Both before and after this, performance was good; with four up I can average 30 m.p.h. on main roads with about 30 m.p.g. To do this I never need exceed 40 m.p.h. as the pulling power is so steady that. I do not lose much even On long hills. There never seems much need to hurry—what a difference front Some engines and how much more comfortable.
Modern designers would do well to revert to the split windscreen which enables me to drive in fog in relative comfort even when cold. There are many little things which do make ” Vintage Motoring ” a delight; the coach-built body is much warmer than the modern pressings, the headlights are really good, the plain tooth gearbox is quite as easy as synchromesh when one is used to it, etc., etc. My only regret is the high tax and price of petrol which prevent me from buying a Bentley or similar vintage car. I am, Yours, etc.,
Yours is a most worthy journal which gives an inunense amount of pleasure to the most amateurish of amateur motorists. I am just one of those gentlemen, but since I have owned, now for four years, a 1921 16-hp. Wolseley tourer, 1 am also one of the most enthusiastic vintage owners. And for this reason I bring to your attention the fact that in the last twelve Months there has been no mention anywhere in your paper (including advertisements) of this particular brand of motor-car. Now this 1921 Wolseley model was a respectable family car, no doubt–the handbook has a photograph of it with an immaculate chauffeur holding the jack in gloved hands. And it cost something like 1050, I believe,
in those days ; it therefore does not qualify as a sports-car, by your definition in your last issue.
But it does qualify as an example of fine motor engineering. I know a little of its history. The, engine was an offspring of one of the Wolselcy aircraft engines of the 1914-18 war which had a great success. This was one of the first overhead camshaft enginesand coil ignition could be provided as an alternative to magneto. Generally, the engine was a bit ahead of its time, and not Many were sold and Wolseleys went back to sidevalves in ’23 or ’24 until about 1927, when they re-introthmed the 1021 engine with a few odd modifications.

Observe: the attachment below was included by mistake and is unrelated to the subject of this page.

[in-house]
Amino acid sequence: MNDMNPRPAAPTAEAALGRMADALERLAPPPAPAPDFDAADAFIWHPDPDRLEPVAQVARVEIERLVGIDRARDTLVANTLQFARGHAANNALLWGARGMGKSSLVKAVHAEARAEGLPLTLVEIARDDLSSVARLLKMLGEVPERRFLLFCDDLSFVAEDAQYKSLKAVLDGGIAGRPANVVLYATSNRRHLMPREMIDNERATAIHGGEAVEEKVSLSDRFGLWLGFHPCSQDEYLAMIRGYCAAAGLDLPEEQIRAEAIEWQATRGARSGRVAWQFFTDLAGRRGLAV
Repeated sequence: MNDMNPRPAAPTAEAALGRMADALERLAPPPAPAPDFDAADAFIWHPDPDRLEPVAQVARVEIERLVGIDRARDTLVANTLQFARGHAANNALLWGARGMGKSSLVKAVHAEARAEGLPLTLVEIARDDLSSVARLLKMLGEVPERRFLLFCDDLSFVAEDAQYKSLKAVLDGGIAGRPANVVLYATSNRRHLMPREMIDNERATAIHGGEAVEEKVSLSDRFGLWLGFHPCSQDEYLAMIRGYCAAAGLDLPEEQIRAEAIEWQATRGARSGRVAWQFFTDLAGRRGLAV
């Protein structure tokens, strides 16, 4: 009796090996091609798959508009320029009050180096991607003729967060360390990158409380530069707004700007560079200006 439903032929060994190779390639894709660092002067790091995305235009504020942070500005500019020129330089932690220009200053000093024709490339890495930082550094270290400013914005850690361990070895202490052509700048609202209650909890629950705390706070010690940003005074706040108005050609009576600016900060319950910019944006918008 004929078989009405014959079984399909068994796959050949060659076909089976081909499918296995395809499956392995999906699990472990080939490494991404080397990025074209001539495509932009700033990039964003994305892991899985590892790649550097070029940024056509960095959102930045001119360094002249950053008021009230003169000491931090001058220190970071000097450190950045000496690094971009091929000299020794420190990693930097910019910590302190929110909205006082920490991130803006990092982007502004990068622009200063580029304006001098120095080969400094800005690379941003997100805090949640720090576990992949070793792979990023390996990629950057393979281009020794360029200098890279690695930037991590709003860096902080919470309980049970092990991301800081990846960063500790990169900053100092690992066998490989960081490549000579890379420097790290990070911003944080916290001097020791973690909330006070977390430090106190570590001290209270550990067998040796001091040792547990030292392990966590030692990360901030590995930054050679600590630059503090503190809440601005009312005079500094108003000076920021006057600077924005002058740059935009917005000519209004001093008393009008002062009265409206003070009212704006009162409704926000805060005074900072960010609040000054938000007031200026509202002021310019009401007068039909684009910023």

My particular car is in magnificent mechanieal condition, and has never given any serious trouble except for a noise whirli developed in the gearbox and which I cured by adjusting the -tapered roller bearings (with which incidentally, the whole car is fitted). I have never looked inside the engine, partly because I distrust my mechanical abilities and partly because it just doesn’t seem to be necessary. I cruise about the country in wonderful windswept comfort and dignity at a respectable 50 m.p.h., which I lind is just about sufficient to keep Most modern cars where they belong–behind inc and out of sight. There is the occasional upstart who dares pass with a superior grin on his face, which w4ttally disappears when I put him in his place with a slight depression of the throttle pedal.
I would be extremely pleased if other owners Of this type of car could get in touch with me through your columns. I do not know any, and I have never met Oil the road any of our sisters.
With my very best wishes for the continued success of your journal. I,ondon. I ant, Yours. etc., BRYAN Tu WA I T I We did mention seeing a rather sporting Wolseley tourer of this era near llindbraid last year and another is known in the North, and is for disposal. The Wolseley olt.e. gear was probably based on the Dispirit° V8 aero-engine which Wolseley built under licence during the Kaiser War.—En.j
Mr. D. W. Galles, 17, Dudley Gardens, Leith, Edinburgh, 6, is forming a Scottish section of the Alvis Owners’ Club, and all those interested, north of the Border, should contact. hint. R. P. Birks, 201, Yew Lane, &fele:410d, Sheffield, 5, is Hon. See. of the Club, width has over seventy members at the time of writing. *
Another Tantplin cyclecar in a very good state of repair has turned up in Wales,. and we hear of a 1921 Phoenix somewhere in Kent. The lagonda Register isinviting tenders for a drawing or design as subject for it picture to be used as a Trophy, which sounds like something many of our readers would be able to tackle—tenders to P. A. Densharn, Dormers Farm, Martin, near Fordingbridge, Hants.